Carol Ann wrote the lyrics of the Durham Hymns. Moving and perceptive, they invite reflection on our understanding of the circumstances of war.

Her collections including Standing Female Nude (1985), winner of a Scottish Arts Council Award; Selling Manhattan (1987), which won a Somerset Maughan Award; Mean Time (1993), which won the Whitbread Poetry Award; and Rapture (2005), winner of the TS Eliot Prize. Her powers address issues such as oppression, gender, and violence, in an accessible language.

Carol Ann is also a playwright, with plays performed at the Liverpool Playhouse and the Almeida Theatre in London. Her plays include Take My Husband (1982); Cavern of Dreams (1984); Little Women, Big Boys (1986); Loss (1987); Casanova (2007). Her radio credits include an adaptation of Rapture. Her children's collections include Meeting Midnight (1999) and The Oldest Girl in the World (2000). She has also collaborated with the Manchester composer Sasha Johnson Manning, on The Manchester Carols, a series of Christmas songs that premiered in Manchester Cathedral in 2007. She participated in the Bush Theatre's 2011 project Sixty Six, for which she wrote a piece based upon a chapter of the King James Bible.

Orlando Gough  writes music mostly for the theatre - operas, plays, dance pieces, music-theatre, directs The Shout, and devises and directs large-scale site-specific choral pieces.

Recent work includes The Singing River for 12 choirs, 18 boats, two cranes and a locomotive; an oratorio 'The Most Beautiful Man From The Sea' (Welsh National Opera); We Turned On The Light (Proms); Swarm for marauding chorus (Barbican); a music-theatre piece 'Critical Mass'; and Open Port - the closing event of Stavanger 2008 European Capital of Culture, for 800 singers, brass band, wooden trumpets, as well as Raketensymphonie, the opening event of Linz09 European Capital of Culture, for voices and fireworks.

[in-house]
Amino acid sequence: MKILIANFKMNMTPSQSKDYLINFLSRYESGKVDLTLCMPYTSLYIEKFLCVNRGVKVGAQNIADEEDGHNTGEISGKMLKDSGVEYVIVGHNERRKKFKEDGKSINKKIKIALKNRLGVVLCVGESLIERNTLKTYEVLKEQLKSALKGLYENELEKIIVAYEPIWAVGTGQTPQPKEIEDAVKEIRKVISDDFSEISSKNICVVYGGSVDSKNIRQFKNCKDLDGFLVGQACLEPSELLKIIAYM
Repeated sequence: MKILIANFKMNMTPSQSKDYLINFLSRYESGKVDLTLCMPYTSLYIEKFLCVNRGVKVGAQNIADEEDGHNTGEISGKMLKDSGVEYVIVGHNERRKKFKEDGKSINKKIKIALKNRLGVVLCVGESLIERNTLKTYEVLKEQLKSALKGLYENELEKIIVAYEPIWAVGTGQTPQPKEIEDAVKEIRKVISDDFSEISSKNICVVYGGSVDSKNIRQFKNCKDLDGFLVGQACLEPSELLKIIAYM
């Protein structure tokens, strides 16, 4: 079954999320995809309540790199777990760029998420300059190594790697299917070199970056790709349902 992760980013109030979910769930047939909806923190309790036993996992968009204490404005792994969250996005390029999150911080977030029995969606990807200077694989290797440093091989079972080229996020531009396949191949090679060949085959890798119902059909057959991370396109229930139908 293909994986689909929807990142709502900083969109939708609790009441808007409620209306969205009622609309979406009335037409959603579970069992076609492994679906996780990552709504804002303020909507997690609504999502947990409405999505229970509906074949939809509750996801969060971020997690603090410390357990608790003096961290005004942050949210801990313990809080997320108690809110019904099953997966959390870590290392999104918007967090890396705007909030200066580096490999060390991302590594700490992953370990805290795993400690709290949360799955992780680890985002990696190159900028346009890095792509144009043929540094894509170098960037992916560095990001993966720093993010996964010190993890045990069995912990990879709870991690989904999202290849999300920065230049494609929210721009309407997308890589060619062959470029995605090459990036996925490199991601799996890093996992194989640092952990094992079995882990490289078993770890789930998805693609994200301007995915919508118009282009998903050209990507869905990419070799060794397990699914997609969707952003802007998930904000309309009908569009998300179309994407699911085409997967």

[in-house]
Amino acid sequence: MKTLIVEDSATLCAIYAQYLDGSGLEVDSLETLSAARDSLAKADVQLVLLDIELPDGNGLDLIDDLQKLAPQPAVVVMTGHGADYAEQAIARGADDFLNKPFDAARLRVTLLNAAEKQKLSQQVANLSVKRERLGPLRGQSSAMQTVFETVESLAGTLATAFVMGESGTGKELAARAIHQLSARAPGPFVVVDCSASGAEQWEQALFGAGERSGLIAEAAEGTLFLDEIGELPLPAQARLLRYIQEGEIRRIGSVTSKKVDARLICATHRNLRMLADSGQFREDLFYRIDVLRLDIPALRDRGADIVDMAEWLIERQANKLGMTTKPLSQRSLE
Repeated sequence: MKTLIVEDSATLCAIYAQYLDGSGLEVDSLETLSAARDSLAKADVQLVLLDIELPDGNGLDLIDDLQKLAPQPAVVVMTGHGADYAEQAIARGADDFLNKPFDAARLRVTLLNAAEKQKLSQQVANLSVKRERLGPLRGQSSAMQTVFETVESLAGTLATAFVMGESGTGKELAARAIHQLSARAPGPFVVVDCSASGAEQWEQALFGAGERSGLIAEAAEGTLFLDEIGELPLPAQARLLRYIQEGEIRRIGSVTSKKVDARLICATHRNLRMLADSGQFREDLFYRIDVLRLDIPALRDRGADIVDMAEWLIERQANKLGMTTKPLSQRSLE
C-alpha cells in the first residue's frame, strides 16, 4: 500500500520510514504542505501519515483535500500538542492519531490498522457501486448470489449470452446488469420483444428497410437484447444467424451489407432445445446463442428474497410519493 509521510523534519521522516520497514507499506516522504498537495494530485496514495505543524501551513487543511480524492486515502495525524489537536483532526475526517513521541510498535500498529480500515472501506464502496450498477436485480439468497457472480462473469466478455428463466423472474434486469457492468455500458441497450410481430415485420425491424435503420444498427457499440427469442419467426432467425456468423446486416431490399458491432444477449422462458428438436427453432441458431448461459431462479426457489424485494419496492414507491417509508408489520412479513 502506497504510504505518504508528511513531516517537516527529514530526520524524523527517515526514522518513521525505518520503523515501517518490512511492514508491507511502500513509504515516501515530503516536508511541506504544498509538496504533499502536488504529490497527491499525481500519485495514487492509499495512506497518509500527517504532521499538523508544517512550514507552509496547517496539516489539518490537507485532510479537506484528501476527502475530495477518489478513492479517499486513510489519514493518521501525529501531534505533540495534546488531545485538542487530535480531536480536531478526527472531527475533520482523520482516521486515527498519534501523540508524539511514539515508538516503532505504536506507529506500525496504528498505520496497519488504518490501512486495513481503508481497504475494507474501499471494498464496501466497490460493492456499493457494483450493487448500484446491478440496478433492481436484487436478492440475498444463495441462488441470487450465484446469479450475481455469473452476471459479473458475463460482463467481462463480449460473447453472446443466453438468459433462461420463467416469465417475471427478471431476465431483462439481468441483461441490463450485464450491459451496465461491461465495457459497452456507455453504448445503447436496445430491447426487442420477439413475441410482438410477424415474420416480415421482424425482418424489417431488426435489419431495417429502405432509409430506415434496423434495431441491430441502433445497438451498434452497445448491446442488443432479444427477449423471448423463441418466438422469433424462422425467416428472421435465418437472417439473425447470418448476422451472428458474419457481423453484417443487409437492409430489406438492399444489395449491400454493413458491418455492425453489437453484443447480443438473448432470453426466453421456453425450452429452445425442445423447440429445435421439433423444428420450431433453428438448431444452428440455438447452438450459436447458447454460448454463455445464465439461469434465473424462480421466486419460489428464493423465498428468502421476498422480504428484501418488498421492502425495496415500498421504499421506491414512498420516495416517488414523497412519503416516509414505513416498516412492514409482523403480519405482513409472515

He has written a piece for childrin, On The Rim Of The World, commissioned by all the major opera houses in the UK and a dance piece, Just Ask Water?, with the choreographer Shobana Jeyasingh.

Jessica Curry is a sound artist and composer whose talent has spanned everything from live performances to audio-based installations, to soundtracks. From the bleak, yet hopeful Perpetual Light, a choral pieces about Robert Oppenheimer, the 'father' of the atomic bomb, the victims of his creation and the human will to persevere, to The Second Death of Caspar Helendale, a live performance piece of a virtual funeral in Second Life.

In the game world she is most known for her work on Dear Esther, the acclaimed mod-turned-standalone that challenged players to rethink what they know about interactive digital experiences, and the music that ties it all together.

Jessica is co-founder of The Chinese Room, a game studio known for its early source engine modes like Morsakovia, its most recent work on Amnesia: A Machine For Pigs and their recent highly acclaimed and award-winning project, Everybody's Gone to the Rapture.

Johnny Bates wrote the musical prelude to The Hymns written solely for brass band. This will be a response to George Butterworth's The Banks of Green Willow. Butterworth was a liutenant in the Durham Light Infantry (DLI) and was killed in action during the Somme offensive, on the 6th August 1916. The Banks of Green Willow is his most famous work and has become synonymous with the sacrifice of his generation and has been seen by some as an anthem for all 'Unknown Soldiers'.